Life: The Seventeenth Grove Play of the Bohemian Club. SIGNED. . Wilson, Harry Leon; Domenico Brescia; [Sergei Rachmaninoff] [George Sterling]

San Francisco: The Bohemian Club, 1919. First edition. Wraps. Very Good. 8vo, printed stapled wrappers, pp. 60, [3]. Signed on the front flyleaf by Harry Leon Wilson, Domenico Brescia, Sergei Rachmaninoff, and Warren S. Palmer. Signed at the rear of the book by William H. Smith, Joseph S. Thompson, Xavier Martinez, James Hopper, Sam Hume, Antoine de Vally, George Sterling, Ulderico Marcelli, Edwin Henry Lemare, and two others we have been unable to identify. Wraps tanned and creased, two short tears at the spine, about very good. / In the summer of 1919 Sergei Rachmaninoff was invited by his friend Sir Henry Heyman to accompany him to the Bohemian Grove in Monte Rio, California, and to attend the closing festivities of the Bohemian Club’s encampment there. The weekend was marked by a Friday night “entertainment,” directed by William H. Smith, and on Saturday, the final night of the season, the more formal Grove Play, “Life,” written by Harry Leon Wilson and with music by Domenico Brescia (featuring what might well be the first time a set of chromatic cowbells was used as a symphony instrument). To commemorate the event, the playscript and musical notes were printed privately for members, with a complete cast list for both the Grove Play and for the “Cremation of Care,” the pageant that had opened the season several weeks earlier. (The “Cremation of Care” would ultimately become standardized, but in 1919 it was written by Charles Caldwell Dobie and featured music by Edwin H. Lemare). / The signatories include novelist and playwright Wilson (he would go on to popularize the term “flapper” in his novel BUNKER BEAN), the author of the play; — Brescia, the composer, best known in posterity for his chamber music compositions, who would return to the Grove with a second production in 1926; — Rachmaninoff, distinguished guest; — Palmer, President of the Bohemian Club and General Manager of the Northwest Pacific Railroad; — Smith, long-time member and frequent director of Bohemian Grove productions; — Thompson, president of the Pacific Electric Manufacturing Corporation, who would write the 24th Grove Play (“Wings”), produced in 1925; — Martínez, a Mexican-born artist and bohemian who would be named to represent California in the Hall of Fame at the World’s Fair of 1940; — Hopper, a French-born writer, novelist, and college football coach (he led Nevada to its first-ever win over Stanford, in 1900), who was also a close friend of Jack London’s, famously contributing his football jersey for use as a flag on the Snark for one notable voyage out of San Francisco Bay; — Hume, a theater technician who had been the organizer of the first exhibition of stagecraft in the United States; — de Vally, Belgian-born San Francisco voice teacher and recording artist, director of the San Francisco Grand Opera Company, and president of the SF Musicians’ Club; — Sterling, celebrated in Northern California as one of the greatest American poets (his poem “The Wine of Wizardry” has been called “the greatest poem ever written by an American author”), a significant figure in bohemian literary and artistic circles, and in the development of the artists’ colony at Carmel (like Hopper, he was also friendly with Jack London; he was additionally mentored by Ambrose Bierce, and would himself later mentor Robinson Jeffers); — Marcelli, Ecuadorean-born composer and conductor, founder of the Rico Marcelli Symphony Orchestra, who wrote six Grove Plays, the first in 1920, the last in 1961, and who, as a conductor, made his mark leading the orchestras in silent film houses for Tivoli and Grauman throughout the teens and 20s; — and Lemare, British-born organist and composer (he composed the Friday night event), called “the most highly regarded and highly paid organist of his generation” as well as “one of the most important composers of the late Romantic English-American Organ School.” A scarce and attractive piece of ephemera commemorating a highlight from the early days of the Club. 1500.00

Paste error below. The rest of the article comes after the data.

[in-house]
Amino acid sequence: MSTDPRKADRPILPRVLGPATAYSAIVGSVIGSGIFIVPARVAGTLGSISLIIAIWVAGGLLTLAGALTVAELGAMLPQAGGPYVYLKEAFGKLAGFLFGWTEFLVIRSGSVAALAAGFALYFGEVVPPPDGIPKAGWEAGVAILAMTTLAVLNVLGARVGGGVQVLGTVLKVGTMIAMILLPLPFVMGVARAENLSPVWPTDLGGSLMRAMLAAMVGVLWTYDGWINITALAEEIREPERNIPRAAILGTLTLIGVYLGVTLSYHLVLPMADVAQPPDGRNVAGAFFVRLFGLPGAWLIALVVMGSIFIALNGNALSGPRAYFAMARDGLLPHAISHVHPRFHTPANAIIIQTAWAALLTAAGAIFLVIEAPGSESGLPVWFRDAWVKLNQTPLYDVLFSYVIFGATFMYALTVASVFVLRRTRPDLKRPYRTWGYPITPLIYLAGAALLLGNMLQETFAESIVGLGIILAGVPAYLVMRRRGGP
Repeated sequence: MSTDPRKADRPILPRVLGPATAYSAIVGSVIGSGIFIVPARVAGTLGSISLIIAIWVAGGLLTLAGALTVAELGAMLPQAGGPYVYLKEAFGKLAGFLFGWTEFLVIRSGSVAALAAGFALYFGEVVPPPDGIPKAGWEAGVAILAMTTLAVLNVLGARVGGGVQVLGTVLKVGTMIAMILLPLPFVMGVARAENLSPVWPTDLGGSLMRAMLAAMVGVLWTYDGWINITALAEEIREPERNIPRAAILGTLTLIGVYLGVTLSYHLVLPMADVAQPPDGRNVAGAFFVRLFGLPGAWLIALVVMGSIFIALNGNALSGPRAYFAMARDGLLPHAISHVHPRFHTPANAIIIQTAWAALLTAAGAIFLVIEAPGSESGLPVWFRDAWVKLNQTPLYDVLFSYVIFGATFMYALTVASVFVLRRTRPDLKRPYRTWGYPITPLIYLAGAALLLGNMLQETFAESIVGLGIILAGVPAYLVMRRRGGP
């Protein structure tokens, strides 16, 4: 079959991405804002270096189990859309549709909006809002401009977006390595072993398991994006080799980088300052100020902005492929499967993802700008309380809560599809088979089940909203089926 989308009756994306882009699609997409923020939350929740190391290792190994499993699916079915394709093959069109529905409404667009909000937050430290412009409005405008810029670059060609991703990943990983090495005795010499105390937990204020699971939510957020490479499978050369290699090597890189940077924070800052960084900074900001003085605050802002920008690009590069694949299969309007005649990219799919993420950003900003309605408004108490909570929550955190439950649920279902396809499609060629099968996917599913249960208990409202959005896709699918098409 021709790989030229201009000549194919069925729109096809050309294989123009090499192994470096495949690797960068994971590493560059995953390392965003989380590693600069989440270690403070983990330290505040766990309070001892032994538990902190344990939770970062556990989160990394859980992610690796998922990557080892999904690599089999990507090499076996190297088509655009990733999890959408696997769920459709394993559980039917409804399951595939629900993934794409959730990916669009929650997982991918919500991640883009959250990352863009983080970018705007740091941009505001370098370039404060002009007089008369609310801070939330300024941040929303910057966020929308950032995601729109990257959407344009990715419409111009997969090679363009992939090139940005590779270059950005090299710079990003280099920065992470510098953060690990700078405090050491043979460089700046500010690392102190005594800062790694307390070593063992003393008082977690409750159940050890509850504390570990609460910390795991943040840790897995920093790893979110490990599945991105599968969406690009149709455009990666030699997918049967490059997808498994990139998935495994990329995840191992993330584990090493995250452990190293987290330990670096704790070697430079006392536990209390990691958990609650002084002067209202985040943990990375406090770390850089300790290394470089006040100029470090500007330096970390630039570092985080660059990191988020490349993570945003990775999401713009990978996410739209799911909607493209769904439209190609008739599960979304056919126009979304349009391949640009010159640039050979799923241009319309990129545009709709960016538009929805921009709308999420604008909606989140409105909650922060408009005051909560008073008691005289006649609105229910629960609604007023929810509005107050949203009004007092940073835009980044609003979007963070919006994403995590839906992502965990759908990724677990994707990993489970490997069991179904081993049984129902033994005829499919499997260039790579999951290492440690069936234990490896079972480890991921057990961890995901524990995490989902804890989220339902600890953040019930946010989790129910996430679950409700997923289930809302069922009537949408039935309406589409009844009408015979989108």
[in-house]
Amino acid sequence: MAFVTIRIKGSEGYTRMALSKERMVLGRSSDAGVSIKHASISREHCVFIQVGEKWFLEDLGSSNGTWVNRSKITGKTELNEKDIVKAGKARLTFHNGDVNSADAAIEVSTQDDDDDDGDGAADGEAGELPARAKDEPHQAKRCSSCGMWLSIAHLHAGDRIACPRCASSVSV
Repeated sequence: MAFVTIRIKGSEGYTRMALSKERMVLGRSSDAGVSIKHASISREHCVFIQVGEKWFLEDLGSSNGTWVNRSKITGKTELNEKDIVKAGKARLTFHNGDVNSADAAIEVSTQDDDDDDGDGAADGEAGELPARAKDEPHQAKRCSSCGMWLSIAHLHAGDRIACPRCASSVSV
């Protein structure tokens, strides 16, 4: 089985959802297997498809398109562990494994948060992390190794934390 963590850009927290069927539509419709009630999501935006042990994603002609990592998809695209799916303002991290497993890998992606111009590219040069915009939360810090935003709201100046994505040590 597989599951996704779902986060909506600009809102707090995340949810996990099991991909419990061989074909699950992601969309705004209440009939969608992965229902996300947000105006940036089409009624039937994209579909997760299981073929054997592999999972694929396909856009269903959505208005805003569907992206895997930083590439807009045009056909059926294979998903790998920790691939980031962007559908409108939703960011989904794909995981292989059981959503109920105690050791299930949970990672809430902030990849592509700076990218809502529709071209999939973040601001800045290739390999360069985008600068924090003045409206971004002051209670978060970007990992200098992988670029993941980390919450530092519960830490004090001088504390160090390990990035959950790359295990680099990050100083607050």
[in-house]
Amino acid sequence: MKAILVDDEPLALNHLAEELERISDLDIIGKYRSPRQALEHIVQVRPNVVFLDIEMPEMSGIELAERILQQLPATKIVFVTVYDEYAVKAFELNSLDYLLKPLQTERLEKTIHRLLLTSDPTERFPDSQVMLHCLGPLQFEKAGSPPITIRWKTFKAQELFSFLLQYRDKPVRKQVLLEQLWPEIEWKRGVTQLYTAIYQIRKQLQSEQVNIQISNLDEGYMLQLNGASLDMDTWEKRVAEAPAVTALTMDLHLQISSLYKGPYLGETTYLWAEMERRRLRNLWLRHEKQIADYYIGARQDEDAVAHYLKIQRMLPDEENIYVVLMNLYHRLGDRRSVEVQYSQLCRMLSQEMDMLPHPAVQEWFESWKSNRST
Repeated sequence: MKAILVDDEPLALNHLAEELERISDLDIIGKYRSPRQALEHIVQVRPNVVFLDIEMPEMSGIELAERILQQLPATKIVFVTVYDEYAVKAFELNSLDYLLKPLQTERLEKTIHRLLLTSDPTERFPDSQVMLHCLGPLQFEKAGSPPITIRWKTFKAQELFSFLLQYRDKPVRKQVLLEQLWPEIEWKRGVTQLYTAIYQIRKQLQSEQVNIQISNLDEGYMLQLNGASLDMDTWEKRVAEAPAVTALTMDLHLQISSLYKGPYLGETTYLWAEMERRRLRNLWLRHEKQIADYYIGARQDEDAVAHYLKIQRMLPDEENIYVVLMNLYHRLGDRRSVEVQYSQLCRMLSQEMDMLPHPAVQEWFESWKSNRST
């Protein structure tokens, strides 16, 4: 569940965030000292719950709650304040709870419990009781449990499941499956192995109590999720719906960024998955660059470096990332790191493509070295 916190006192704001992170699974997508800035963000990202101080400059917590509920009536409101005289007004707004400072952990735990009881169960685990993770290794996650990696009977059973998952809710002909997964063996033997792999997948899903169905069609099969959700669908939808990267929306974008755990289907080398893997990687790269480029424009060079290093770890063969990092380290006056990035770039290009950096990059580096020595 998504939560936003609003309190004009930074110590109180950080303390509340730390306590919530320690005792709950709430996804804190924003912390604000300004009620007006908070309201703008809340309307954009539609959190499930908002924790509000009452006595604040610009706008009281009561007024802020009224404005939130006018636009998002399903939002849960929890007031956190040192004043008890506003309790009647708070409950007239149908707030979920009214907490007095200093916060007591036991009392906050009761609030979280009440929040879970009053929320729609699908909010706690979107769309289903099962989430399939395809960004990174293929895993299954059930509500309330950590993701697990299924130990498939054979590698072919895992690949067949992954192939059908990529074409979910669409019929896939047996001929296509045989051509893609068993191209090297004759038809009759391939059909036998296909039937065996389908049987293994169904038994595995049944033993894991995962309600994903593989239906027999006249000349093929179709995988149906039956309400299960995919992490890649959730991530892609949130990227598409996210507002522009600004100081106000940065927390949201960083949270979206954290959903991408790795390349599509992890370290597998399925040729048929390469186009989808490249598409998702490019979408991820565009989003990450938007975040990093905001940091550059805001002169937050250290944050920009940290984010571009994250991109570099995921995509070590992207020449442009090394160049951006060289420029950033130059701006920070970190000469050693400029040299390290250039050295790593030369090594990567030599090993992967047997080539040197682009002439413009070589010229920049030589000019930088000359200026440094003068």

Additional Information

Condition

Very Good

Date Published

1919

Publisher

The Bohemian Club

Place Published

San Francisco

Edition

First edition

Keywords

rachmaninov californiana San Francisco Russian Hill

Binding

Wraps